2. Strategies to Stimulate Innate Immunity for Designing Effective Vaccine Adjuvants

  1. W. John W. Morrow PhD, DSc, FRCPath8,
  2. Nadeem A. Sheikh PhD9,
  3. Clint S. Schmidt PhD10 and
  4. D. Huw Davies PhD11
  1. Heather L. Wilson PhD1,2,
  2. Scott Napper PhD1,2,
  3. George K. Mutwiri DVM, PhD1,3,
  4. Sylvia van Drunen Littel-van den Hurk PhD1,4,
  5. Hugh Townsend DVM, MSc1,5,
  6. Lorne A. Babiuk OC, SOM, PhD, DSc, FRSC6,
  7. Andrew A. Potter PhD, FCAHS1,7 and
  8. Volker Gerdts DVM1,7

Published Online: 20 JUN 2012

DOI: 10.1002/9781118345313.ch2

Vaccinology: Principles and Practice

Vaccinology: Principles and Practice

How to Cite

Wilson, H. L., Napper, S., Mutwiri, G. K., Littel-van den Hurk, S. v. D., Townsend, H., Babiuk, L. A., Potter, A. A. and Gerdts, V. (2012) Strategies to Stimulate Innate Immunity for Designing Effective Vaccine Adjuvants, in Vaccinology: Principles and Practice (eds W. J. W. Morrow, N. A. Sheikh, C. S. Schmidt and D. H. Davies), Wiley-Blackwell, Oxford, UK. doi: 10.1002/9781118345313.ch2

Editor Information

  1. 8

    Seattle, WA, USA

  2. 9

    Dendreon Corporation, Seattle, WA, USA

  3. 10

    NovaDigm Therapeutics, Inc., Grand Forks, ND, USA

  4. 11

    University of California at Irvine, Irvine, CA, USA

Author Information

  1. 1

    Vaccine & Infectious Disease Organization, Saskatoon, Canada

  2. 2

    Department of Biochemistry, University of Saskatchewan, Saskatoon, SK, Canada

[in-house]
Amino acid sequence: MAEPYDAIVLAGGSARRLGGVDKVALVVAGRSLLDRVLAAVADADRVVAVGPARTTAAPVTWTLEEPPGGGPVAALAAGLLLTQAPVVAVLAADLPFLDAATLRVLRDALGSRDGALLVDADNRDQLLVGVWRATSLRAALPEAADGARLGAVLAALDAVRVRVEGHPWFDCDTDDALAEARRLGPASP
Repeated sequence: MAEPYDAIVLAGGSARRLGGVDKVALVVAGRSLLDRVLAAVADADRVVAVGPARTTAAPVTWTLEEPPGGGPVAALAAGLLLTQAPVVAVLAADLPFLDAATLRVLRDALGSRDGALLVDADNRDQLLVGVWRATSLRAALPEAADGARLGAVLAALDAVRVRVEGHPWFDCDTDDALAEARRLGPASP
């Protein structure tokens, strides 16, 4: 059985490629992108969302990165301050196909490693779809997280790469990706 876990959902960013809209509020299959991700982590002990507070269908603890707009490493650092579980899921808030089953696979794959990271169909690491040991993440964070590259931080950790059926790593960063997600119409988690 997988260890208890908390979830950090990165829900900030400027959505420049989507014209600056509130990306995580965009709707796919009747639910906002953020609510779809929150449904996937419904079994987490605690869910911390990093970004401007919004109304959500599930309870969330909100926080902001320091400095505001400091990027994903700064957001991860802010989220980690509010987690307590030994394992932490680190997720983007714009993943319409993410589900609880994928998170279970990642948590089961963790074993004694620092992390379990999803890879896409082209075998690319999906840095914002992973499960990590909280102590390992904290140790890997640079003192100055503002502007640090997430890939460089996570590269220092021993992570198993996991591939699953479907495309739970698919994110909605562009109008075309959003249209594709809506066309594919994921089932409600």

3. 3

    School of Public Health, University of Saskatchewan, Saskatoon, SK, Canada

  4. 4

    Department of Microbiology and Immunology, University of Saskatchewan, Saskatoon, SK, Canada

  5. 5

    Department of Large Animal Clinical Sciences, University of Saskatchewan, Saskatoon, SK, Canada

  6. 6

    Office of Vice President Research, University of Alberta, Edmonton, Canada

  7. 7

    Department of Veterinary Microbiology, University of Saskatchewan, Saskatoon, SK, Canada

Publication History

  1. Published Online: 20 JUN 2012
  2. Published Print: 3 AUG 2012

ISBN Information

Print ISBN: 9781405185745

Online ISBN: 9781118345313



  • vaccines;
  • immune response;
  • adjuvant;
  • innate and acquired immunity


The induction of innate immunity marks an important step in the process of eliciting protective immunity to vaccines. Stimulation of innate immunity may be enhanced through the use of adjuvants, compounds that are included in vaccine formulations in order to provide an additional danger signal that subsequently directs and refines both the innate and acquired immune responses. A wide variety of agonists and their receptors, and biomolecular compounds have been identified and are currently being evaluated for their ability to act effectively and safely as vaccine adjuvants in a broad spectrum of experimental models and species. Here we review the mechanisms of innate immune induction and the link between innate and acquired immunity, as well as summarizing the various compounds that have been tested in experimental and clinical studies to date. Their ability to act independently as well as synergistically is also discussed. Finally, the known safety profiles of select adjuvants, as well as potential safety concerns related to combining adjuvants, are discussed.